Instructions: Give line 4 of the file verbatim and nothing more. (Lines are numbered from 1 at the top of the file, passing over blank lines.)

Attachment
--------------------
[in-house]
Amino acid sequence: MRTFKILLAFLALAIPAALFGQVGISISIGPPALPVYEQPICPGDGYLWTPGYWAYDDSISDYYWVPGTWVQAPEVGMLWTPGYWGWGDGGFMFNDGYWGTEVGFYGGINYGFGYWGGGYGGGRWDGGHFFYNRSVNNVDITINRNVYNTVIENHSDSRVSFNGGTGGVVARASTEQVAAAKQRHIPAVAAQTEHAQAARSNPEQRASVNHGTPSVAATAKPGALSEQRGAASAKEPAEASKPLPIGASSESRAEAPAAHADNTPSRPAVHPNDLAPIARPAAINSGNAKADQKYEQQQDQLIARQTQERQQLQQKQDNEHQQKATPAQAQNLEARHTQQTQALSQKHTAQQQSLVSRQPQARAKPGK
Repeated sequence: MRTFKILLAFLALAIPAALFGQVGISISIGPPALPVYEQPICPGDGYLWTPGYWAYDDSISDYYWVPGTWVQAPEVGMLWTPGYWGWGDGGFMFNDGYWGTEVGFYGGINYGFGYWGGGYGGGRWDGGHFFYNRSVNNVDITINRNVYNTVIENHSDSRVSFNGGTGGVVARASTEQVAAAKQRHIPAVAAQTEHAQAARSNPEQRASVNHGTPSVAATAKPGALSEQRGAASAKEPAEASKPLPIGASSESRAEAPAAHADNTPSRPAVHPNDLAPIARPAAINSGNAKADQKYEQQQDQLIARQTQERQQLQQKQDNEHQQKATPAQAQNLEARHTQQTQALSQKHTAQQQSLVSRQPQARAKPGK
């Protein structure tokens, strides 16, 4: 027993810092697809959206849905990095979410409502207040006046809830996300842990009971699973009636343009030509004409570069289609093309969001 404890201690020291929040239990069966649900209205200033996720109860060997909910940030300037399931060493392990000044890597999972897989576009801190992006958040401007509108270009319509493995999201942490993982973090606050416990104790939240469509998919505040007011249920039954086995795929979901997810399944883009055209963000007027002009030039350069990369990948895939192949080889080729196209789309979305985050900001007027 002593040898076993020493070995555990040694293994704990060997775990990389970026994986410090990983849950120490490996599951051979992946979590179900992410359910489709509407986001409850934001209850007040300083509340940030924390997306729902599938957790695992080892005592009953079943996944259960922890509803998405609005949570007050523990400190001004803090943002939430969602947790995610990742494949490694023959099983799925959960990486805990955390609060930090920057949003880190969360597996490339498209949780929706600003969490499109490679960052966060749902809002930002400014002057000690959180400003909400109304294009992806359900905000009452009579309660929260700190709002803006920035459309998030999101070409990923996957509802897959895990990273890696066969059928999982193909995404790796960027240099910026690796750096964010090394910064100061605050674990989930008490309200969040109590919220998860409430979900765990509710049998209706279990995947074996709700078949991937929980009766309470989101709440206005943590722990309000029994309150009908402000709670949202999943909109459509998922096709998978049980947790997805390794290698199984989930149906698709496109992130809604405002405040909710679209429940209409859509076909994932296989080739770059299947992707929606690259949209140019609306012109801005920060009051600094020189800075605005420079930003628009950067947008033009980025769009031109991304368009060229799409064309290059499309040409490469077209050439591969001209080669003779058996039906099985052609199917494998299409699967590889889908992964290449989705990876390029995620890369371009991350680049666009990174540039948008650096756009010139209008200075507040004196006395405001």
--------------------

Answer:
């Protein structure tokens, strides 16, 4: 027993810092697809959206849905990095979410409502207040006046809830996300842990009971699973009636343009030509004409570069289609093309969001 404890201690020291929040239990069966649900209205200033996720109860060997909910940030300037399931060493392990000044890597999972897989576009801190992006958040401007509108270009319509493995999201942490993982973090606050416990104790939240469509998919505040007011249920039954086995795929979901997810399944883009055209963000007027002009030039350069990369990948895939192949080889080729196209789309979305985050900001007027 002593040898076993020493070995555990040694293994704990060997775990990389970026994986410090990983849950120490490996599951051979992946979590179900992410359910489709509407986001409850934001209850007040300083509340940030924390997306729902599938957790695992080892005592009953079943996944259960922890509803998405609005949570007050523990400190001004803090943002939430969602947790995610990742494949490694023959099983799925959960990486805990955390609060930090920057949003880190969360597996490339498209949780929706600003969490499109490679960052966060749902809002930002400014002057000690959180400003909400109304294009992806359900905000009452009579309660929260700190709002803006920035459309998030999101070409990923996957509802897959895990990273890696066969059928999982193909995404790796960027240099910026690796750096964010090394910064100061605050674990989930008490309200969040109590919220998860409430979900765990509710049998209706279990995947074996709700078949991937929980009766309470989101709440206005943590722990309000029994309150009908402000709670949202999943909109459509998922096709998978049980947790997805390794290698199984989930149906698709496109992130809604405002405040909710679209429940209409859509076909994932296989080739770059299947992707929606690259949209140019609306012109801005920060009051600094020189800075605005420079930003628009950067947008033009980025769009031109991304368009060229799409064309290059499309040409490469077209050439591969001209080669003779058996039906099985052609199917494998299409699967590889889908992964290449989705990876390029995620890369371009991350680049666009990174540039948008650096756009010139209008200075507040004196006395405001």